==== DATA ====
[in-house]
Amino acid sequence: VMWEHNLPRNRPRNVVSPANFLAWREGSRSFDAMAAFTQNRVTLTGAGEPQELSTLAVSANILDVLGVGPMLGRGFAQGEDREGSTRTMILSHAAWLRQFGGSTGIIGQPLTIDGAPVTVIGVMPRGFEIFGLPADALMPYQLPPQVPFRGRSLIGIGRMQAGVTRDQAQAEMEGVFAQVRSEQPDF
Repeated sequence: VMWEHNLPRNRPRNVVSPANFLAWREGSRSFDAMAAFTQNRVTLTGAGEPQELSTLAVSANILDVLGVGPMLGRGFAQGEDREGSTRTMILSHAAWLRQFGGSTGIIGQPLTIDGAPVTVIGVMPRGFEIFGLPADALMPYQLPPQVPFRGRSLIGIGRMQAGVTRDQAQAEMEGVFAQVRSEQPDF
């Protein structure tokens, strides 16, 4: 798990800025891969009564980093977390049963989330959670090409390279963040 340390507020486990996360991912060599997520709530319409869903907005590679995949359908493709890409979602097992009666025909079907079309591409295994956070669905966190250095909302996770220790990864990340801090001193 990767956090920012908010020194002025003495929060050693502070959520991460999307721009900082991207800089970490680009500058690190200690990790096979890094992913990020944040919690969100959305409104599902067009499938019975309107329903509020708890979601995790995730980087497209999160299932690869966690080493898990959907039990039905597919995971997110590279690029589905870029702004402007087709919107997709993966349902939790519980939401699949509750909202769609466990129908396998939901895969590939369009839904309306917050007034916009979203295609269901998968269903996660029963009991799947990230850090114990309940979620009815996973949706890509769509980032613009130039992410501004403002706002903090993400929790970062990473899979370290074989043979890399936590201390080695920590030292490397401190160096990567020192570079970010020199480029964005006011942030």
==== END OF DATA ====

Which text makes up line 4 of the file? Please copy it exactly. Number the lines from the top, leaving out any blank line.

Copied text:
């Protein structure tokens, strides 16, 4: 798990800025891969009564980093977390049963989330959670090409390279963040 340390507020486990996360991912060599997520709530319409869903907005590679995949359908493709890409979602097992009666025909079907079309591409295994956070669905966190250095909302996770220790990864990340801090001193 990767956090920012908010020194002025003495929060050693502070959520991460999307721009900082991207800089970490680009500058690190200690990790096979890094992913990020944040919690969100959305409104599902067009499938019975309107329903509020708890979601995790995730980087497209999160299932690869966690080493898990959907039990039905597919995971997110590279690029589905870029702004402007087709919107997709993966349902939790519980939401699949509750909202769609466990129908396998939901895969590939369009839904309306917050007034916009979203295609269901998968269903996660029963009991799947990230850090114990309940979620009815996973949706890509769509980032613009130039992410501004403002706002903090993400929790970062990473899979370290074989043979890399936590201390080695920590030292490397401190160096990567020192570079970010020199480029964005006011942030």